A Remington Deluxe Model 5 manual typewriter. (Homer News file photo)

A Remington Deluxe Model 5 manual typewriter. (Homer News file photo)

Editorial: Let our better angels prevail

We hope election of Biden and Harris means the end of bitter, divisive politics, and the rebirth of civility in government and social existence.

It’s over.

President Donald Trump’s hope for another four years collapsed last Saturday when election analysts from the Associated Press to Fox News called the election for former Vice President Joe Biden and Sen. Kamala Harris to be the next president and vice president.

We hope election of Biden and Harris means the end of bitter, divisive politics, and the rebirth of civility in government and social existence. We hope that their administration can lead to a time of healing, but also acknowledge that for Black, Indigenous and other people of color, immigrants, women, and LGBTQ+ people who suffered during the Trump administration, forgiveness and reconciliation won’t be easy.

Trump’s defeat and Biden’s victory represents a potential change in American politics from harsh rhetoric to more civil speech. Trump supporters praised him for his tough, no-nonsense approach. His opponents criticized Trump for being divisive, abusive and bullying. In the referendum we hold every four years on a presidency, a majority of voting Americans backed Biden and his reason for running for the office.

“I sought this office to restore the soul of America,” he said in his victory speech on Saturday. ” … To make America respected around the world again and to unite us here at home.”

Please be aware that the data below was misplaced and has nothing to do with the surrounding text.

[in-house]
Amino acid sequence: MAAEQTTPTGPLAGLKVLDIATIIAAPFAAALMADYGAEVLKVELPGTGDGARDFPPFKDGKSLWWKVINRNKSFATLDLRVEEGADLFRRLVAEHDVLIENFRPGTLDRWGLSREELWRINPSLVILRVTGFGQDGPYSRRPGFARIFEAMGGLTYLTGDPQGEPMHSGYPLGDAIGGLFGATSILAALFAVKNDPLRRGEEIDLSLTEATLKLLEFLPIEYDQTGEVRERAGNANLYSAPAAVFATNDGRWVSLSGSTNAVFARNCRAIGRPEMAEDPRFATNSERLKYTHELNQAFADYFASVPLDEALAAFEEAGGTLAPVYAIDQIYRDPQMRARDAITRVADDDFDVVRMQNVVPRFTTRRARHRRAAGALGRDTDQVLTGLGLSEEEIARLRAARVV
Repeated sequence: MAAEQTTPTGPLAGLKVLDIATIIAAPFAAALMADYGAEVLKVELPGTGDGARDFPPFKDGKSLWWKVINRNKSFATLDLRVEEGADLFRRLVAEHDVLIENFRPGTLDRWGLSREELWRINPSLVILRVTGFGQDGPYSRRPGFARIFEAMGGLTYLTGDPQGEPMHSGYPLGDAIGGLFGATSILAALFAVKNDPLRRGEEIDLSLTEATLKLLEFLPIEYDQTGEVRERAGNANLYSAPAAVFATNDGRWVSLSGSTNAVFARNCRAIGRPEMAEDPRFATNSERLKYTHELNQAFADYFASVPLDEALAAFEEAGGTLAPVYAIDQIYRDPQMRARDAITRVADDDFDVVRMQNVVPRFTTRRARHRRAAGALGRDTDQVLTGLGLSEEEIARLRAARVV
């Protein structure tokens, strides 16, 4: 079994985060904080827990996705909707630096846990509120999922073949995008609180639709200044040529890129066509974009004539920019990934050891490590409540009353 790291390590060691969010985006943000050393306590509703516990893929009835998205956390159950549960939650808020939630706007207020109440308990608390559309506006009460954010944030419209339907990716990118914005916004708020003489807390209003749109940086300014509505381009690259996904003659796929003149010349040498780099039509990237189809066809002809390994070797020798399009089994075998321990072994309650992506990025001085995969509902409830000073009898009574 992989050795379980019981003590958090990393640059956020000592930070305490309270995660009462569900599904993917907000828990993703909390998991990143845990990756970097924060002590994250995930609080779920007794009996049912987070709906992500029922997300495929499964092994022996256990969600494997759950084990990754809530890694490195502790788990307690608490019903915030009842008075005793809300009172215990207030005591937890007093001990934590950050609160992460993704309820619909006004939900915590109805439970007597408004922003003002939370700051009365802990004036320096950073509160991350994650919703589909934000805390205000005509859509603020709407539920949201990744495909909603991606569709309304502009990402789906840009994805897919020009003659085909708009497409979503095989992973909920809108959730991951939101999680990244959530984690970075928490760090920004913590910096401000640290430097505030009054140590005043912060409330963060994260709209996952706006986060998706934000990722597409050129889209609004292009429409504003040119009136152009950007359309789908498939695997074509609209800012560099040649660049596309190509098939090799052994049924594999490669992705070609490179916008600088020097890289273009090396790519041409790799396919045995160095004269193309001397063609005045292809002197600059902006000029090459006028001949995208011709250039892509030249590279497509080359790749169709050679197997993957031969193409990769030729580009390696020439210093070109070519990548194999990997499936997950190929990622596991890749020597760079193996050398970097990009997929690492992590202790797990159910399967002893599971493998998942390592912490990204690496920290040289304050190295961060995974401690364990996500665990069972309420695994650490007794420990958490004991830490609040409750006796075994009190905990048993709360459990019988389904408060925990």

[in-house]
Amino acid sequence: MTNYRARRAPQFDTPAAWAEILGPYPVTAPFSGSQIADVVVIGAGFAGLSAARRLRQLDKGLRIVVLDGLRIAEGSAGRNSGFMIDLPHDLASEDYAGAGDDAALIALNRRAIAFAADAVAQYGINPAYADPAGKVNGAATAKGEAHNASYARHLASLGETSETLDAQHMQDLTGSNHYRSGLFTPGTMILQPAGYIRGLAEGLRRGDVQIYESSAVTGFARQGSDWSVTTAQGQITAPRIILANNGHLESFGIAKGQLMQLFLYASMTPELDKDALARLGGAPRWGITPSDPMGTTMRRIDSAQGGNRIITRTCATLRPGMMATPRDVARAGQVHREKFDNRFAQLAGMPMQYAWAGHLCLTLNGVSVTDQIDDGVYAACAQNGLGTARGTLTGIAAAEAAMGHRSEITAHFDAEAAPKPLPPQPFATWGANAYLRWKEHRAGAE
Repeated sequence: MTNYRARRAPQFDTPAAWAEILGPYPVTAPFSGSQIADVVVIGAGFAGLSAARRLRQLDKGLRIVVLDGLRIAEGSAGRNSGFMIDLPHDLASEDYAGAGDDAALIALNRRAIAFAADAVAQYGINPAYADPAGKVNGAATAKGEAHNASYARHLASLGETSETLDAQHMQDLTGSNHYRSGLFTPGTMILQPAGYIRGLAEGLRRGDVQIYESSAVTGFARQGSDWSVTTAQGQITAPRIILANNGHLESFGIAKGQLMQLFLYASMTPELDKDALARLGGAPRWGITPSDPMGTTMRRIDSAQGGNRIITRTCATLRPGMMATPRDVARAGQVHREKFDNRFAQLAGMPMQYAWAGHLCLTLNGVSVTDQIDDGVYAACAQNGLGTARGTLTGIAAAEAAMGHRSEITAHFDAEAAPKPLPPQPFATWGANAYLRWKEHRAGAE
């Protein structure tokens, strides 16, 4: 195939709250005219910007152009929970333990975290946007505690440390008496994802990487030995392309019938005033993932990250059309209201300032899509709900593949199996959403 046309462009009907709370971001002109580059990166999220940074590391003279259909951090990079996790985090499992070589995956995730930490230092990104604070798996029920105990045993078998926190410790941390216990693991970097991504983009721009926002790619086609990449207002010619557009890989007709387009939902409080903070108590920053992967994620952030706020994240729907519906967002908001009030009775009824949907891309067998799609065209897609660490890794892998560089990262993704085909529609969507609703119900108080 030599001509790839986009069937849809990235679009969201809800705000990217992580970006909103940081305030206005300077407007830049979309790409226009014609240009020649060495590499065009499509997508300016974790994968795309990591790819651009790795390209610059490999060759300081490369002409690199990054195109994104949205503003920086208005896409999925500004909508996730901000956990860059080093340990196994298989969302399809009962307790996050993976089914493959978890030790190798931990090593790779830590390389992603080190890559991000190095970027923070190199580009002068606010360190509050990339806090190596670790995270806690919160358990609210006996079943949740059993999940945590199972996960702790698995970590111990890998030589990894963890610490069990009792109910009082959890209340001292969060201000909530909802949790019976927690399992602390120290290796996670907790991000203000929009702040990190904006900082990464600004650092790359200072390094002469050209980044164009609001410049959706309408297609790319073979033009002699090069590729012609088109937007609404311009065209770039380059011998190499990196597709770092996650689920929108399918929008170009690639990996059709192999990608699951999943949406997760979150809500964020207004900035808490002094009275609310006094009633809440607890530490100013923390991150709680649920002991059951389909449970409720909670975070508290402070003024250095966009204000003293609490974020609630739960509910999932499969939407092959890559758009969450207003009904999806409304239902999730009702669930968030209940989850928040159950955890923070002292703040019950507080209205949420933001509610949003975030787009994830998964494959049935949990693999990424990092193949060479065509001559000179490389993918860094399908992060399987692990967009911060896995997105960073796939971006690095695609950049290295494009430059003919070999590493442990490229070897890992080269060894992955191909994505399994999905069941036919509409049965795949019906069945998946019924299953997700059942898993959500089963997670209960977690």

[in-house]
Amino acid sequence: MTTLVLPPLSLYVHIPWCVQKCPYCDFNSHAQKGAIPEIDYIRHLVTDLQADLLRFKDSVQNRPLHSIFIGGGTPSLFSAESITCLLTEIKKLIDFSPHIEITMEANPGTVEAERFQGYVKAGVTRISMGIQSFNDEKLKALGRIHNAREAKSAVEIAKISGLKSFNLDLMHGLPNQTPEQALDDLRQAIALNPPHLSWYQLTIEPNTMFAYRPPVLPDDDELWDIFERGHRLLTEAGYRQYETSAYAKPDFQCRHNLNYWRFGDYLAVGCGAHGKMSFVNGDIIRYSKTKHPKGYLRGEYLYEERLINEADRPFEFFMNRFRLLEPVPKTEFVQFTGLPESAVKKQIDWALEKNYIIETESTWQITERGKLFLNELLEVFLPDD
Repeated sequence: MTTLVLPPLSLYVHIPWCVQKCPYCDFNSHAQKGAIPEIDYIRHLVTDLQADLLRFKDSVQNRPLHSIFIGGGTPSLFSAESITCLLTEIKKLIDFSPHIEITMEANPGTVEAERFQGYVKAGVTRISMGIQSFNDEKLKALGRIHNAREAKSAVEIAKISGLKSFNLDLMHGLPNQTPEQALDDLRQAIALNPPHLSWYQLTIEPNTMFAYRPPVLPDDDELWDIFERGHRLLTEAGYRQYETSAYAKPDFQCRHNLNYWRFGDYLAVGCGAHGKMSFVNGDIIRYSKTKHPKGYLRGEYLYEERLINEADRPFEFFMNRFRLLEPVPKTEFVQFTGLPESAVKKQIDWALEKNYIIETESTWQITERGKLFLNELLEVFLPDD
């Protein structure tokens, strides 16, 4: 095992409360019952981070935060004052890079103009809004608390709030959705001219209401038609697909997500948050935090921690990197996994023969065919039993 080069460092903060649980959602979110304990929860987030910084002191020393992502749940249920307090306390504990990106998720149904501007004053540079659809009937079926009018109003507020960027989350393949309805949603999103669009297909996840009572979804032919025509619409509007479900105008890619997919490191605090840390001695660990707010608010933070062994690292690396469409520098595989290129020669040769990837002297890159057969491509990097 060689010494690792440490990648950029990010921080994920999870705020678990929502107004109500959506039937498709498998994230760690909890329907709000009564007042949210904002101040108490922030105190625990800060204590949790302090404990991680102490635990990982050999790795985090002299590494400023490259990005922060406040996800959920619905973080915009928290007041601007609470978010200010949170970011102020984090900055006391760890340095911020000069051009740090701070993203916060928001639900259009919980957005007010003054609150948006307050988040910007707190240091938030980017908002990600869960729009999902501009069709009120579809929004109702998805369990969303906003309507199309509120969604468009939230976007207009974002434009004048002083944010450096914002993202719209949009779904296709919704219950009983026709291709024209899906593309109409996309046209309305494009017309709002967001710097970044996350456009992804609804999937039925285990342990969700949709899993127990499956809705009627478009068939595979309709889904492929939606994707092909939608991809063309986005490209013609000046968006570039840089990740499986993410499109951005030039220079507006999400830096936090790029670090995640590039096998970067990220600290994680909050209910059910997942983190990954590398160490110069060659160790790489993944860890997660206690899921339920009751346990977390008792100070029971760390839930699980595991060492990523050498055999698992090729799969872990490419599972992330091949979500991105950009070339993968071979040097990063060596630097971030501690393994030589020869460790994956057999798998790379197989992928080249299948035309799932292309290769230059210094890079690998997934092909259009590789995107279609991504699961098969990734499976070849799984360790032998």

Here in Homer, Trumpism has had an effect. The day after Trump’s inauguration in 2017, nearly 900 people protested against him in the local March for Women. Months later at the Homer City Council, Trump supporters spoke out against what they called a sanctuary city resolution. For sponsoring the resolution, conservatives later tried to recall three council members. The tone of speech on both sides has been strident and angry.

Moving forward won’t be easy. Trump himself has yet to concede, and he and his supporters have raised unsubstantiated claims of voter fraud, sometimes in the same state where a Republican won reelection to the U.S. Senate. According to article on Tuesday in the New York Times, elections officials in every state reported finding no evidence of election misdeeds. In many states where Trump lost, he won by similar margins in 2016.

With four states — including Alaska — still counting votes, Biden had 279 electoral votes and 76.4 million popular votes as of Tuesday to Trump’s 214 electoral votes and 71.7 million popular votes. With 45 electoral votes to be decided, Trump does not currently have a path to victory.

Of course, the election won’t be official until all the states have certified their votes and the Electoral College casts its final ballot. The media doesn’t decide elections — voters do that — but, as the Associated Press explains on its website, it can make an analysis that looks at percentages of votes tabulated and the probability in each state that a candidate has won. Experts made the same kind of analysis in 2016 that Trump celebrated and that caused Hillary Clinton to concede the morning after.

With America still adrift in anger and contempt, it will be hard to swim to shore and find salvation. But we can try. Biden made that appeal in his speech.